“This training is absolutely essential in wilderness medicine because you can’t always get a helicopter to the scene,” says Jeff Mitchell, a clinical professor in the department, who has run this exercise since its start in 1983.

People secure Stokes BasketMcGee demonstrates how to use spider strapsPerson holds compass in hand with maps scattered across the tableYakich teaches students about navigating unmarked territory in snowStudents hold fake person in stretcherZabetakis shows students how to mark evidencePeople look around campsite in snow
Securing the Stokes basket to ensure the safety of the patient inside.
Christie McGee, of the Howard County Fire Department, participates in a demonstration of how to use spider straps to secure a victim with suspected spine injuries.
During land navigation training, students learn the components of a traditional compass.
Dain Yakich, of the Howard County Fire Department, teaches students tricks for “dead reckoning,” or navigating unmarked terrain.
Students practice moving a stabilized victim over a small stream during the “wheel appreciation” exercise.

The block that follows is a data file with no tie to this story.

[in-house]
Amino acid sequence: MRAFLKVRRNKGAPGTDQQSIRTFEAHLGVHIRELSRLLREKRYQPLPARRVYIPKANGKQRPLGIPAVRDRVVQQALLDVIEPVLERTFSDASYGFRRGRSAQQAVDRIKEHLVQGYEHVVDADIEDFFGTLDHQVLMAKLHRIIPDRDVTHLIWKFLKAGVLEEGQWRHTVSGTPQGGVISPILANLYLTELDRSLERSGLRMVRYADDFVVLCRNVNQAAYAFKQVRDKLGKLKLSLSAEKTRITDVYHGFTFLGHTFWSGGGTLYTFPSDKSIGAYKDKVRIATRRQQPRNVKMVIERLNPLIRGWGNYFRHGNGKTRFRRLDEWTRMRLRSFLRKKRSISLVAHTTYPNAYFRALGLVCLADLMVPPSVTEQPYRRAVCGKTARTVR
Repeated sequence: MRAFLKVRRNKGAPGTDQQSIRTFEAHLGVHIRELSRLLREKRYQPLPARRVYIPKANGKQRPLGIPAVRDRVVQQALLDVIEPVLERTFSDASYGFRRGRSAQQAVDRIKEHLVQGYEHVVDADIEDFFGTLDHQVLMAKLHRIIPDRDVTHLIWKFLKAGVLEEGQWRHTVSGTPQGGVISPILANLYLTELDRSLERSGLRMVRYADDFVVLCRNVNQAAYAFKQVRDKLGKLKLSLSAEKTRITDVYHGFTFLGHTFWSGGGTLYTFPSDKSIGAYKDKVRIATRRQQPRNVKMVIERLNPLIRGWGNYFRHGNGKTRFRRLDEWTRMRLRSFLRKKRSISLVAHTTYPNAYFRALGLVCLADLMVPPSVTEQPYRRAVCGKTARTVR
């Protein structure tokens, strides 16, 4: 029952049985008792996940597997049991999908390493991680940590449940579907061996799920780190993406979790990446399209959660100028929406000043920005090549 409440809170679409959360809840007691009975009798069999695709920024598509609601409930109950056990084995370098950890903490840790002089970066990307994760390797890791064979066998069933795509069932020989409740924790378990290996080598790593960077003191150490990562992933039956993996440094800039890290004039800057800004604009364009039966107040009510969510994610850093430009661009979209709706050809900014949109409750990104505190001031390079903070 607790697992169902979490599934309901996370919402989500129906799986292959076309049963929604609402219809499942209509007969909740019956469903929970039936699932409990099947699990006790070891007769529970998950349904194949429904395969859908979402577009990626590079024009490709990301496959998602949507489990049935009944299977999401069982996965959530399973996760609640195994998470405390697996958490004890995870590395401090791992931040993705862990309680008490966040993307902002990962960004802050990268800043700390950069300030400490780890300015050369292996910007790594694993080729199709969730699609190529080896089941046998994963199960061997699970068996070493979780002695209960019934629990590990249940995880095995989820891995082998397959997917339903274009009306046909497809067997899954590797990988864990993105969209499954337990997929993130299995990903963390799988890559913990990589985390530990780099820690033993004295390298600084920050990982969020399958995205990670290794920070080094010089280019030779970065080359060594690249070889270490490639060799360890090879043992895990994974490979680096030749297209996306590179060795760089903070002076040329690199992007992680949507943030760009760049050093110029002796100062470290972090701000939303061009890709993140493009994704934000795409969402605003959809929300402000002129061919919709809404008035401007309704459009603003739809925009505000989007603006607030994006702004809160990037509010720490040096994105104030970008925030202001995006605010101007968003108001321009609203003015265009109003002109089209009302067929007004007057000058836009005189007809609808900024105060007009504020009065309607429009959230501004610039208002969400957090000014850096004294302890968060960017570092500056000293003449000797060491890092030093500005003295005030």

Instructor Mike Zabetakis, a volunteer search manager with the Maryland State Police, teaches students the proper way of marking clues during a grid search.
Students practice searching the scene for an imaginary lost child.

Sweep and Clear

With tools and equipment skills at the ready, students take to the woods searching for clues – and hoping to find their patients in time to be helpful. Alumni like Raven Gronsbell ’15, EHS, who now works as a paramedic in Kent County, volunteer to act as “victims,” often sitting quietly for hours in the woods before being found by student rescuers.

“I will be out there sitting in the woods… waiting… and hoping they’re fast,” says Gronsbell, who in a nighttime search portrayed “Casey Wood,” a teen who wandered away from her family while exploring. Gronsbell spoke so highly of the class that her math major sister, Jessica, decided to take part this year. “I also really enjoy helping out with the training. That’s why I come back.”

Two women fill out missing reportPeople hiking in the snowy wildernessDogs with bells run through snowTwo people sit at table hands clasped with walkie talkie, and hard hatmap of new Germany State parkMan interacts with two men outside his car in the woods
Volunteer “victims” fill out character profiles to help student searchers understand who they are trying to find.
Students perform a grid search of the woods to locate a volunteer “missing” in the snow.
The weekend rescuers enlist some furry helpers – Chesapeake Search Dogs Jax and Sammy – that can search 40 to 60 acres in an hour.
Waiting for instructions from the leaders.
The search area at New Germany State Park.
Playing the role of a father who has lost his daughter in the woods, EHS professor Rick Bissell relays some initial clues to the search team.

Read more about the EHS program: Practicing What They Preach